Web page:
For lentivirus-mediated suppression of human AFAP1-AS1, the following shRNA and scrambled control shRNA were inserted into the pMKO.1-puro vector: #1, forward, 5′-CCGGAGCGGTCTCAGCCGAATGACTCTCGAGAGTCATTCGGCTGAGACCGCTTTTTTG-3′ and reverse, 5′-AATTCAAAAAAGCGGTCTCAGCCGAATGACTCTCGAGAGTCATTCGGCTGAGACCGCT-3′; #2, forward, 5′-CCGGAACACCAATCCCAAGAGGTGACTCGAGTCACCTCTTGGGATTGGTGTTTTTTTG-3′ and reverse, 5′-AATTCAAAAAAACACCAATCCCAAGAGGTGACTCGAGTCACCTCTTGGGATTGGTGTT-3′; scrambled control shRNA, forward 5′-CCGGTTTCTCCGAACGTGTCACGTCTCGAGACGTGACACGTTCGGAGAATTTTTG-3′and reverse, 5′-AATTCAAAAAGTTCTCCGAACGTGTCACGTCTCGAGACGTGACACGTTCGGAGAA-3′. For ectopic expression of AFAP1-AS1, The full-length AFAP1-AS1 cDNA was generated by reverse transcriptase-polymerase chain reaction (RT-PCR) using total RNA from SW1990 pancreatic cancer cell line. The AFAP1-AS1 cDNA with the wild-type sequence was inserted into the EcoRI site of the pcDNA3.1(+) expression vector (Invitrogen) to obtain the AFAP1-AS1wt/pcDNA3.1(+) construct. Lentivirus packaging, cell infection and selection of puromycin-resistant cells was performed as previously described [17].

Cell growth and cell cycle assays

Cell proliferation analysis 3-(4,5-dimethylthiazol-2-yl)-2,5-diphenyltetrazolium bromide (MTT) substrate (Sigma-Aldrich) was used to assay cell proliferation according to the manufacturer’s instructions. Briefly, a total of 3 × 103 cells were seeded into 96-well dishes and allowed to adhere overnight. The growth curves of cells, covering a total of 3 days of culturing, were determined through measuring absorbance at 570 nm. After transfection, 5 × 104 SW1990, MIAPaCa-2 cells, or PANC-1 cells were collected and washed three times with PBS. After RNase digestion and PI dyeing, the cells were subjected to FACS analysis.

Migration and invasion assays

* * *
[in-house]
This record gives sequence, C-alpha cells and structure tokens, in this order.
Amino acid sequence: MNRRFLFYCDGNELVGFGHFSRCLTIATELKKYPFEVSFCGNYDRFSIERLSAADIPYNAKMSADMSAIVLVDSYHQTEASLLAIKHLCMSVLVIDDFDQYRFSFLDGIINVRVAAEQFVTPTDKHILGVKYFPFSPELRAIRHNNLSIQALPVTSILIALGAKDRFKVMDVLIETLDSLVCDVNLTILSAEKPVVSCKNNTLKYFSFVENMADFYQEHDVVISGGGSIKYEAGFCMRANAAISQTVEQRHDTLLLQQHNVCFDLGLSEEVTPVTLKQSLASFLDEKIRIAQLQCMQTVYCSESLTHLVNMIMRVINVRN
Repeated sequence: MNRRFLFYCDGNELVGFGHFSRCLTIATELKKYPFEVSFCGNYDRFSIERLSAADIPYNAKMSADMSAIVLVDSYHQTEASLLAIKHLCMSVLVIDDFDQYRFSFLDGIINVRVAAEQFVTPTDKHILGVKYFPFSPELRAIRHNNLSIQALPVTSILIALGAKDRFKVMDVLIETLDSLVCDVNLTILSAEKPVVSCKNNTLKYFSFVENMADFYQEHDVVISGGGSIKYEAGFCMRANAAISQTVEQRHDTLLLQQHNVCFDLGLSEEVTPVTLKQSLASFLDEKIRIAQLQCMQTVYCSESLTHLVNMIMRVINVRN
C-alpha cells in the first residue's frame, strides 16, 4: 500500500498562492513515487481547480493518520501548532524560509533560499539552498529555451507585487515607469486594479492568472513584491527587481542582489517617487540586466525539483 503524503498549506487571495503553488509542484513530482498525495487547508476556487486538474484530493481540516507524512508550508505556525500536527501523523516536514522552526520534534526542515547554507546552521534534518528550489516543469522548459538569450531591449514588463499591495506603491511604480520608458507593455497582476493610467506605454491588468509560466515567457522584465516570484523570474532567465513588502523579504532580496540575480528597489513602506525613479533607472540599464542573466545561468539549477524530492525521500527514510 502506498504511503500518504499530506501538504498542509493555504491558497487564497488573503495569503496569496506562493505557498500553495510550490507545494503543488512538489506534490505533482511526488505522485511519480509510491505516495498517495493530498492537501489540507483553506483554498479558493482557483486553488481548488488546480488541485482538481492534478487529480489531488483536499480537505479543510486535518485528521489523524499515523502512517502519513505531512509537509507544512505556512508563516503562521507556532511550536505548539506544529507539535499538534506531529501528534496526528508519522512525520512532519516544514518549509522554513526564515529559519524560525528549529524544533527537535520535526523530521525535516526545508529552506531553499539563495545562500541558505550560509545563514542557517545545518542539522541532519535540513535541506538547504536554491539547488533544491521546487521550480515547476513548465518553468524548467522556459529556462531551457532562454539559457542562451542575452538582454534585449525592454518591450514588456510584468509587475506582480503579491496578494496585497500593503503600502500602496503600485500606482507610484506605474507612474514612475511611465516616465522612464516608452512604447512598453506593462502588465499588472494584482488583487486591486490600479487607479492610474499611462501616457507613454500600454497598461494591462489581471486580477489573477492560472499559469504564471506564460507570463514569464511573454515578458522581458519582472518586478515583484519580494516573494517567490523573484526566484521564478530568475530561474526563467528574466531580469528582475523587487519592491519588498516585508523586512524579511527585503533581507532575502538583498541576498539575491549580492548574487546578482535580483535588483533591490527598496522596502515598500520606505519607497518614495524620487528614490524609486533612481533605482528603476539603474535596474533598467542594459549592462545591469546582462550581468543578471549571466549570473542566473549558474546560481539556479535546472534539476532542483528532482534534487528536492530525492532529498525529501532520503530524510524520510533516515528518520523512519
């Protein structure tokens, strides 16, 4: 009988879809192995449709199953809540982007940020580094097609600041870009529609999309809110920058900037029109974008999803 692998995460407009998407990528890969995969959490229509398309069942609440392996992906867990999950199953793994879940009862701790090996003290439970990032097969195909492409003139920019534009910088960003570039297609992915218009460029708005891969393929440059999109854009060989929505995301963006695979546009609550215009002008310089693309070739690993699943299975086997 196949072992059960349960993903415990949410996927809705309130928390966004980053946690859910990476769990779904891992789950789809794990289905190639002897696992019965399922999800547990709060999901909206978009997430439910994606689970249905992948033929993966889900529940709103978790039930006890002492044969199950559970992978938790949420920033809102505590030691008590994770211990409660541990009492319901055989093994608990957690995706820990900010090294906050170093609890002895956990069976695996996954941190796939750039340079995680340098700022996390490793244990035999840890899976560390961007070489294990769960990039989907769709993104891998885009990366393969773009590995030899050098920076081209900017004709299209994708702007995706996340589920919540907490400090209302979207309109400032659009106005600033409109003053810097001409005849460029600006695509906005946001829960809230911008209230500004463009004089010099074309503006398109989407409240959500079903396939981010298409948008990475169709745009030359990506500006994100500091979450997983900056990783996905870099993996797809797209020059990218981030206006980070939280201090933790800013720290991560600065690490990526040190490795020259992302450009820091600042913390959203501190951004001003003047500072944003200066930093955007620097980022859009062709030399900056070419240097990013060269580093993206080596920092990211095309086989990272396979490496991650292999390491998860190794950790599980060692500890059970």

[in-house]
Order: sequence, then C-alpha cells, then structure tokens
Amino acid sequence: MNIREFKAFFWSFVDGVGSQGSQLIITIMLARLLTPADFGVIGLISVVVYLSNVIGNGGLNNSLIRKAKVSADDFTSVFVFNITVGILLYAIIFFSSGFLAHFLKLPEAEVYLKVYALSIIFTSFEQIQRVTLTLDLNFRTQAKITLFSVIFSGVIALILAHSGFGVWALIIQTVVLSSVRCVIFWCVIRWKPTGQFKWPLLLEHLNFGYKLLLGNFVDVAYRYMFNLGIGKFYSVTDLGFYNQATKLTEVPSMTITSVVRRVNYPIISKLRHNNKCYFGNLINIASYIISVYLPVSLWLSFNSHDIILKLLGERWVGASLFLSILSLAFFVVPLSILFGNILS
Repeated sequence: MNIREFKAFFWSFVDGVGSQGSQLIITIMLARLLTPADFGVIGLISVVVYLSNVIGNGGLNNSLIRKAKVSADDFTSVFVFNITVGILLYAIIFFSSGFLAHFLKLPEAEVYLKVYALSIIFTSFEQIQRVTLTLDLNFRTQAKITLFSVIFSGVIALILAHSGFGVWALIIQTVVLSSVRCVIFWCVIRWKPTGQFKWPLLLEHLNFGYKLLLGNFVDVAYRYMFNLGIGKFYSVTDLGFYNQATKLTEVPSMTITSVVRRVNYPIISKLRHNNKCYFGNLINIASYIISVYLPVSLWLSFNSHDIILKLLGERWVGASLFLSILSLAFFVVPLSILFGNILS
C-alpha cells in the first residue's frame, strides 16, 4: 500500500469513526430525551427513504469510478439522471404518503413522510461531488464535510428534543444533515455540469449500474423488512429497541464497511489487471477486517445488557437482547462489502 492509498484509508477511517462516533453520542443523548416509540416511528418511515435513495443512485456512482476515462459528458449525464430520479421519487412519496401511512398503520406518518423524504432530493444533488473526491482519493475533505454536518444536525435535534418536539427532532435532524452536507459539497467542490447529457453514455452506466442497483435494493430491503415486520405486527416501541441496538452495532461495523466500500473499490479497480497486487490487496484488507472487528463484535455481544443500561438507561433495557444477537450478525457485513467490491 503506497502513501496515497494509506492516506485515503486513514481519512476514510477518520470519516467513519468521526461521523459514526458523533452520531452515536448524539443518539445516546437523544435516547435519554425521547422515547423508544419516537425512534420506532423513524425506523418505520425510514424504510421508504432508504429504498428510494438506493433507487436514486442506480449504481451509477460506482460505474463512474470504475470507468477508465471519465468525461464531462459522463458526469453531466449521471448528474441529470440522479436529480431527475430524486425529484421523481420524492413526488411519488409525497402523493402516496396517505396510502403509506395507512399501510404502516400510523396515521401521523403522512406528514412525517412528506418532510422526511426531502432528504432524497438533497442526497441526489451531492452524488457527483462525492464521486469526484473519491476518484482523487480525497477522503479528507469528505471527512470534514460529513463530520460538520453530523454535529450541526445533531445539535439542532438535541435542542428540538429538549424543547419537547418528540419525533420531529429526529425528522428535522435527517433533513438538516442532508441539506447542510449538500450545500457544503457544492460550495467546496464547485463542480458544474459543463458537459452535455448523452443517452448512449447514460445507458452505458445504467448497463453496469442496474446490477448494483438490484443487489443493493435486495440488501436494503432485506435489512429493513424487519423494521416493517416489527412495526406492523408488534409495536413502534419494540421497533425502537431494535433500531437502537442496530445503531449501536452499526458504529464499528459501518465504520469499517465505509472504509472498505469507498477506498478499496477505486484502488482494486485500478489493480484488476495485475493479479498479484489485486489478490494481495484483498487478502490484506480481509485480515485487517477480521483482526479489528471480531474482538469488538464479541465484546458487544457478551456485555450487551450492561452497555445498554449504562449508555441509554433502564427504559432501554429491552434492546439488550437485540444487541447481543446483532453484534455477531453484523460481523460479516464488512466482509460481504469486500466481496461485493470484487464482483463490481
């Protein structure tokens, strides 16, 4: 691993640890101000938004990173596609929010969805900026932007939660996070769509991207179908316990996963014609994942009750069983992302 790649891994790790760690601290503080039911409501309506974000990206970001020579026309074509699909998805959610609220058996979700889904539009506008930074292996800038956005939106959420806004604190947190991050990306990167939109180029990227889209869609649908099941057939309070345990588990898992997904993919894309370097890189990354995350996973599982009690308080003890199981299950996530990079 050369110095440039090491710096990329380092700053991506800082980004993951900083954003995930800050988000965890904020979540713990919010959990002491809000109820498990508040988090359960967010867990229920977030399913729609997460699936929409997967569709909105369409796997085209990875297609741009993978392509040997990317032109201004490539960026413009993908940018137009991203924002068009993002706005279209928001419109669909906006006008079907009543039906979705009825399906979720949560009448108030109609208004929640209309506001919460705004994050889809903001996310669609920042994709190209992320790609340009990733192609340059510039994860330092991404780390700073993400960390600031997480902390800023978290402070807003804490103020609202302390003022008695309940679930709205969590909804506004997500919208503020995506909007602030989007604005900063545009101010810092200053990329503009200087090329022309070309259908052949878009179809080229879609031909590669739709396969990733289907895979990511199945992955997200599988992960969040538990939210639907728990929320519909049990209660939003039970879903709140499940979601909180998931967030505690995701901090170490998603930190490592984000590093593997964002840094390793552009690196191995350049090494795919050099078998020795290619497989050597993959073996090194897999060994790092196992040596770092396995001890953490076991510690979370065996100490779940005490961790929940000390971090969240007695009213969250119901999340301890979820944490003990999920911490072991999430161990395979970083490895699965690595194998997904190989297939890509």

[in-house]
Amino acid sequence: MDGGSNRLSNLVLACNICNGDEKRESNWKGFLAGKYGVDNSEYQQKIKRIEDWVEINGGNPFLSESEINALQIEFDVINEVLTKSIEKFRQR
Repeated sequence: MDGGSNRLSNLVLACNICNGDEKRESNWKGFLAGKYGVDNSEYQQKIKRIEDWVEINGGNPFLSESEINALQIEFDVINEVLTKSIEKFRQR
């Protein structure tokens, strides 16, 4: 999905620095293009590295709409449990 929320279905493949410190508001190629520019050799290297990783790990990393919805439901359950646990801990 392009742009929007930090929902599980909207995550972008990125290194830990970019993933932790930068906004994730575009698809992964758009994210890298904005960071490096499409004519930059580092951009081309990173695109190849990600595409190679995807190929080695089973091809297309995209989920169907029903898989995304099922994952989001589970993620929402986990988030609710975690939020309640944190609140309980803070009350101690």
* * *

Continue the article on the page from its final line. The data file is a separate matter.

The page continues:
The cell migration assay was performed using BD Transwell chambers. Cell invasion assays were performed with chambers uniformly covered with Matrigel (BD Biosciences) diluted with Dulbecco’s modified Eagle’s medium (DMEM) to a certain percentage and incubated at 37°C for 30 minutes. Cells (1 × 106) were suspended in 200 μl serum-free DMEM medium and seeded into the upper chamber of each insert. Then, 600 μl of DMEM containing 10% FBS was added to a 24-well plate. After incubation at 37°C for 12 h, the cells that migrated were fixed and stained for 20 min in a dye solution containing 0.4% crystal violet and 20% methanol. The cells in the upper layer of the membrane were removed and the cells in the lower layer were washed off with 33% acetic acid (500 μl per chamber). The migrated cells was quantified by measuring the absorbance of eluent at 570 nm. The relative migration fold change of the experimental group was calculated by normalizing to that of the control group.

Patient samples

All samples were obtained from patients when undergoing resection of the pancreas at Sun Yat-Sen Memorial Hospital between 2009 and 2014. Informed consent was obtained from the patients before sample collection. All patients had a clear histological diagnosis. Patients’ specimens and the related clinicopathological data, including complete follow-up, were obtained from the Institute of Pathology and from the Department of Pancreaticobiliary, Sun Yat-Sen Memorial Hospital. All patients in this study met the following criteria: 1) PDAC diagnosis was verified by pathological examination; 2) paraffin-embedded tissues were well stored and qualified for serial section; 3) the corresponding tumor tissues and the paired non-tumor tissues were stored in liquid nitrogen immediately following surgical removal; 4) no anticancer treatments given before biopsy collection; and 5) availability of exhaustive clinicopathologic and follow-up data.

Tumorigenicity assays in nude mice

All experiments involving animals were conducted according to the institutional guidelines of Guangdong Province and were approved by the institutional guidelines of Guangdong Province and by the Use Committee for Animal Care. BALB/c nude mice (5 weeks old) were randomly separated into the shControl group or the shAFAP1-AS1 group (5 mice per group). SW1990 cells (3 × 106 cells/mouse) stably transfected with shAFAP1-AS1 or control shRNA were injected subcutaneously into the right axilla of each mouse. Tumor volume was calculated using the following formula: volume = (L × W2)/2, where L and W are the longest and shortest diameters, respectively. The mice were sacrificed two weeks after injection.